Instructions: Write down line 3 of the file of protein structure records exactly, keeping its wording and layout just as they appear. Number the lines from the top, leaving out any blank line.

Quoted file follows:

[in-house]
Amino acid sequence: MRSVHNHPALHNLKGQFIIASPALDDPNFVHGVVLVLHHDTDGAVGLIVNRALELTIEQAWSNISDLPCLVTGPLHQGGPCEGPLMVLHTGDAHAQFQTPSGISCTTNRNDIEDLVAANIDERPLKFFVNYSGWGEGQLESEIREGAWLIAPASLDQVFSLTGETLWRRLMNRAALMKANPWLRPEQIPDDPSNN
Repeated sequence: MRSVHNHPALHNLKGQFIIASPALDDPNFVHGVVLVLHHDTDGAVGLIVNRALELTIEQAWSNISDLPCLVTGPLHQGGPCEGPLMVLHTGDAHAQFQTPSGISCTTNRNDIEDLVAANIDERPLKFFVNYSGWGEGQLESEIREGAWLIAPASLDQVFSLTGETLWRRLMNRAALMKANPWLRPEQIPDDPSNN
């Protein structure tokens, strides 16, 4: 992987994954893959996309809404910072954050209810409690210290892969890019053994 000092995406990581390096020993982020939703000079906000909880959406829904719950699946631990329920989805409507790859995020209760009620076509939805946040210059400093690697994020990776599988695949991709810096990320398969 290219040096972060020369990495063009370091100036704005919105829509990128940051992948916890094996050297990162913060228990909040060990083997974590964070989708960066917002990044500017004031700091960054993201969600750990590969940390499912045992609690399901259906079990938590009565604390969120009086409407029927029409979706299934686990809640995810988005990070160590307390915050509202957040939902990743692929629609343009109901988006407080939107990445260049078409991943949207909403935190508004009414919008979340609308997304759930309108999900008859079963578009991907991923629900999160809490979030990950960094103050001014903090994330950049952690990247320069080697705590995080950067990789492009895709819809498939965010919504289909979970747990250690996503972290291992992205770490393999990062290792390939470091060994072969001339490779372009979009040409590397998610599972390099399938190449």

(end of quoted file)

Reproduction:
Repeated sequence: MRSVHNHPALHNLKGQFIIASPALDDPNFVHGVVLVLHHDTDGAVGLIVNRALELTIEQAWSNISDLPCLVTGPLHQGGPCEGPLMVLHTGDAHAQFQTPSGISCTTNRNDIEDLVAANIDERPLKFFVNYSGWGEGQLESEIREGAWLIAPASLDQVFSLTGETLWRRLMNRAALMKANPWLRPEQIPDDPSNN